Friday, March 7, 2008
• According to the Associated Press, two airplanes carrying more than 100 passengers narrowly averted a mid-air collision east of Pittsburgh after an Ohio air traffic control trainee told a Delta Air Lines pilot to turn into the path of an oncoming plane, officials said. The Delta pilot made a nosedive and missed the plane by about 400 feet. (See item 11)
• CNN reports that authorities are searching for a man on a bicycle as a possible suspect in the Thursday bombing at a military recruiting station in Times Square, investigators said. The blast, around 3:45 a.m., caused no injuries. Subway service to Times Square was briefly halted but resumed in time for the morning rush hour. A witness and an officer at a police substation near the recruiting office saw a man riding a bicycle. (See item 28)
33. March 6, ComputerWeekly – (International) Anti-malware failing firms, NATO expert says. Organizations with sensitive data remain at risk from increasingly cunning spies because anti-malware firms are not interested in “low traffic” problems, a top NATO expert said yesterday. The head of the Nato Computer Incident Response Capability Coordination Center, told an e-crime conference that anti-malware suppliers had done a good job, but said that it was hard to interest them in targeted, social engineering driven attacks by foreign intelligence agencies. NATO uses commercial off the-shelf products to protect its business and administration network, he said. “I have little sympathy for IT managers who complain about attacks because affordable, deployable solutions are available.” But they needed to be applied properly and kept up to date, he said. “The computer is almost the perfect weapon,” he said. It is low cost, low risk, multipurpose, locatable anywhere, easily deployed and very effective, he said. That is why NATO rated cybercrime up with missile defense, energy supply and terrorism as security threats, he said. He said NATO would publish its new plan that reflects this assessment at its Bucharest meeting next month.
34. March 05, United Press International – (National) OMB issues report of US federal gov’t IT security. The White House Office of Management and Budget says that the number of computer security incidents reported by federal network managers more than doubled last year, largely due to increases in the disclosure or loss of personal data and intrusions of an as-yet undetermined character. Officials said the increase was at least in part due to improved reporting of incidents by departments and agencies, and touted other figures in the report to lawmakers, released quietly at the weekend, that showed that the number of federal computer systems certified secure had finally reached a 90- percent government-wide goal set in 2002. But other observers said the rise was likely in part attributable to an increase in the number and severity of attacks. “The level of malicious activity accelerated sharply in 2007” on the public and private sector networks we know about, said the president of the Cyber-Security Industry Alliance. He said it was likely federal networks had experienced a similar rise in malicious activities. The report says the threat to U.S. government computer systems was “shifting from opportunistic hacking to targeted, dynamically adapting attacks” and acknowledged that “a long-term architectural roadmap is necessary to provide a consistent strategy for mitigating malicious cyber activity.” The total number of security incidents reported in 2007 by departments and agencies to the U.S. Computer Emergency Readiness Team (US-CERT ) – the monitoring center based at the Department of Homeland Security – rose to 12,986, compared with 5,146 in 2006.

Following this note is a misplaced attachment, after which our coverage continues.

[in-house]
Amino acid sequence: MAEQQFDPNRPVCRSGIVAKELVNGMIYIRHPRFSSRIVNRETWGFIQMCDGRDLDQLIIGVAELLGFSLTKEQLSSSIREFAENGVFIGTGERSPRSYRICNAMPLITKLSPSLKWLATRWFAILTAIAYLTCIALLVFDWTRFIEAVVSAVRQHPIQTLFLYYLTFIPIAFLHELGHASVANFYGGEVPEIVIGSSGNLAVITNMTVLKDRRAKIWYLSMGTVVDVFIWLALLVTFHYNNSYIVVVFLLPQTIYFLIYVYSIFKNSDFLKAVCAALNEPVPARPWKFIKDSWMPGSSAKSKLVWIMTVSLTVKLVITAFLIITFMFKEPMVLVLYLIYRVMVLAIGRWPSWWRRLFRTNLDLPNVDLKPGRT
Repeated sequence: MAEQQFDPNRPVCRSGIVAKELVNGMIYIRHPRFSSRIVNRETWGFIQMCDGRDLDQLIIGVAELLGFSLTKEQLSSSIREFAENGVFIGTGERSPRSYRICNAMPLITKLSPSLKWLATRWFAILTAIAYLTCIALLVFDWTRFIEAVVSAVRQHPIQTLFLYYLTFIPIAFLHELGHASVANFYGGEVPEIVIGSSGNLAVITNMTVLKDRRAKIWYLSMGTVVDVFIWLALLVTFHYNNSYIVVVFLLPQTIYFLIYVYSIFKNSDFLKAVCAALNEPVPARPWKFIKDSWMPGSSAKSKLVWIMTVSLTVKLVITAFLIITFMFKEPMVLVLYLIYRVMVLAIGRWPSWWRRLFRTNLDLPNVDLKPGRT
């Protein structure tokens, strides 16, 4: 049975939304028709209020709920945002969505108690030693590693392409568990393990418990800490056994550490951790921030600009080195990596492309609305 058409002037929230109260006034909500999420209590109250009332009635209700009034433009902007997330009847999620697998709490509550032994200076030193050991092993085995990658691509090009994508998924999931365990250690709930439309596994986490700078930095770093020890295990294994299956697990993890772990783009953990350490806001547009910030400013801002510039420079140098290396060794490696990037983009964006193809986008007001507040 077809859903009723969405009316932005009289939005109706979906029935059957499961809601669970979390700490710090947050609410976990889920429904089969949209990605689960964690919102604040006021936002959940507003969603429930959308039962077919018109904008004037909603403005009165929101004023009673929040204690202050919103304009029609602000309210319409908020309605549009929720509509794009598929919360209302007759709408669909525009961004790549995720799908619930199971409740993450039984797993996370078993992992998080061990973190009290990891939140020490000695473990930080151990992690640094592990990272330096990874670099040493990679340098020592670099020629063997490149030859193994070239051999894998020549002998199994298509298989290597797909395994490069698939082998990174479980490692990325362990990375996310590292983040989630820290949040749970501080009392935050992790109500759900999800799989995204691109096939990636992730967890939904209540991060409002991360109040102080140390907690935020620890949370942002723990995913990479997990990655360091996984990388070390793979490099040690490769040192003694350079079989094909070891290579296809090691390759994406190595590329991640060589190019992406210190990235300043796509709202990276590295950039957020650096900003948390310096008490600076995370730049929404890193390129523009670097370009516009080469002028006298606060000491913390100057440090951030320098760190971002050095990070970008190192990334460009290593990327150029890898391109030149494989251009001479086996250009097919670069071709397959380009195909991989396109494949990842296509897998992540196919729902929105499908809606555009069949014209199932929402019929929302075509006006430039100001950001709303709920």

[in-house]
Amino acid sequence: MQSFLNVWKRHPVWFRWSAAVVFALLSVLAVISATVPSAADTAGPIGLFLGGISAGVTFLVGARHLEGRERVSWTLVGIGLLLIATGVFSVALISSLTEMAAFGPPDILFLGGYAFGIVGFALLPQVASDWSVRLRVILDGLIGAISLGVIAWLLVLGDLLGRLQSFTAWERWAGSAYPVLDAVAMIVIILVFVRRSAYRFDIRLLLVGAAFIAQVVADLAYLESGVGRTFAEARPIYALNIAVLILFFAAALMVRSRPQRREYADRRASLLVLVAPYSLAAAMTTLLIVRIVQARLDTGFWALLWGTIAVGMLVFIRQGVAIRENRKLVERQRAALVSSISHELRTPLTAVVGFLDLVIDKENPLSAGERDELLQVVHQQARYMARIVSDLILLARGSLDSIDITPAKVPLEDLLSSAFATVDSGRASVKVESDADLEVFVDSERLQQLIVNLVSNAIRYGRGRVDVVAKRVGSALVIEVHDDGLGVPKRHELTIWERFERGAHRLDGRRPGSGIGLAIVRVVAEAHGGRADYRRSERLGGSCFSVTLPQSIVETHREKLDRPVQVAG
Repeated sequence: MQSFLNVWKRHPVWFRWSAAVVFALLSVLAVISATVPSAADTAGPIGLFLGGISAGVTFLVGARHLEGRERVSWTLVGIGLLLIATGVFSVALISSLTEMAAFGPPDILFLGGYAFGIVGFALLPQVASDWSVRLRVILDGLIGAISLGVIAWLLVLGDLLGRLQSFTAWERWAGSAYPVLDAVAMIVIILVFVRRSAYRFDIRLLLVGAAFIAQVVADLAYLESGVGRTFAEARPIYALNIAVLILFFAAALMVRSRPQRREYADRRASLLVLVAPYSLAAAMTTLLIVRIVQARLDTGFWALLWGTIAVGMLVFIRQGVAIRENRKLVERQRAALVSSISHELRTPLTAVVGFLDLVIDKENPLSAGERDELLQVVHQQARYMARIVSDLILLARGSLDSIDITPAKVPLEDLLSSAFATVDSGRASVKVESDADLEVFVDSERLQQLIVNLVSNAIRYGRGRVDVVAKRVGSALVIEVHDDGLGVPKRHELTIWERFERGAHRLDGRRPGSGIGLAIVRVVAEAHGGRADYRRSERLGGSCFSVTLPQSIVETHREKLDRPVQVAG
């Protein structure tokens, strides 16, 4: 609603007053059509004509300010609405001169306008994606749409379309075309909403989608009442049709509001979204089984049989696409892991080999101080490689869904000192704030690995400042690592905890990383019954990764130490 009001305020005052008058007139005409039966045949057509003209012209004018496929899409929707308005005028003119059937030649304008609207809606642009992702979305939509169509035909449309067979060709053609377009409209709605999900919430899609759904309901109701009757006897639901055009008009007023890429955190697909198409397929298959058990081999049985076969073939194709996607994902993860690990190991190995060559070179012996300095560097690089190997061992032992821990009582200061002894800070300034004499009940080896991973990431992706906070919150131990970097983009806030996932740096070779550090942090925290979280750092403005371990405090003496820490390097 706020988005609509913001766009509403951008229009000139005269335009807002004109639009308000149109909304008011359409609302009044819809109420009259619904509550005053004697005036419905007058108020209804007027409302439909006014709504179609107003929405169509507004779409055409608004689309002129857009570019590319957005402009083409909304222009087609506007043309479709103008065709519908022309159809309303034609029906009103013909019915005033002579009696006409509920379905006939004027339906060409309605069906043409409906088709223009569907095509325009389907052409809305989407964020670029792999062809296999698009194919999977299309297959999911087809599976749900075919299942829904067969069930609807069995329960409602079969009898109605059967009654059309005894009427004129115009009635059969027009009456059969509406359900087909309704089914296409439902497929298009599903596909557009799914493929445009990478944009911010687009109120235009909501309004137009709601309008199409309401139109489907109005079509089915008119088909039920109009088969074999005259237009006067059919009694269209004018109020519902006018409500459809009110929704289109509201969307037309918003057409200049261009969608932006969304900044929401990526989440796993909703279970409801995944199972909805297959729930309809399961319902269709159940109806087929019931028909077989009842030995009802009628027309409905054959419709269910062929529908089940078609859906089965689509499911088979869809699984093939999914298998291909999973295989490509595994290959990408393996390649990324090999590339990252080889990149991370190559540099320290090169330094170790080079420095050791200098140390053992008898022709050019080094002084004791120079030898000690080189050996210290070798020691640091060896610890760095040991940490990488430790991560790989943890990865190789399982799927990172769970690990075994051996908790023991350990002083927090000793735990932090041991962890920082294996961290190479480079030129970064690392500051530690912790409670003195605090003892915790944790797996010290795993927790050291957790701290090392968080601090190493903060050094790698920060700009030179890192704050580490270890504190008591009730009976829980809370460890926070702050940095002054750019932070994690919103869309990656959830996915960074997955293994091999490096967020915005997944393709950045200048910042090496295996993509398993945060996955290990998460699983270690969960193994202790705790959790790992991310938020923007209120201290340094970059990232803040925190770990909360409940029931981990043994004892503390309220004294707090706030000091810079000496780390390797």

35. March 6, US Internet Industry Association news release – (National) New study reports wide adoption of broadband in rural America. Broadband Internet has not only gained adoption faster in the United States than any other technology, but also reached robust levels of availability in most states, according to a report issued today from the US Internet Industry Association. The study, “Deployment of Broadband to Rural America; An Evaluation of Current Broadband Services to Rural Americans and The Impact of Internet Public Policy On Broadband Deployment,” was written by the USIIA’s president and chief executive officer. “The accepted political dogma that America has in some way failed in its efforts to deploy broadband is based on a series of miscalculations,” he said. There are three issues that contribute to these miscalculations: too often the level of Internet deployment is confused with the level of adoption; data from America is compared with data from other countries, without regard for factors such as population density or percentage of rural versus suburban or urban areas; and the data that does exist is presented in ways intended to support a specific policy or political view rather than allowing the data to speak to itself. While adoption has been rapid, hitting 50 percent of the overall U.S. homes in the second half of 2007, it has not matched the pace of deployment, the study shows. In states like Kentucky and California, deployment surpasses 95 percent. Specific projects in those and other states and areas have pushed deployment to these levels. Rural areas, despite lower population density, do not have to lag behind. In Iowa, for example, rural communities often have better access than non-rural areas, a “reverse digital divide,” according to the study. However, despite this deployment, there remain substantial differences between rates of rural deployment and rates of adoption of broadband. “Programs that focus resources on factors relating to adoption need to be strengthened,” the author said. The full study can be found at http://usiiamedia.com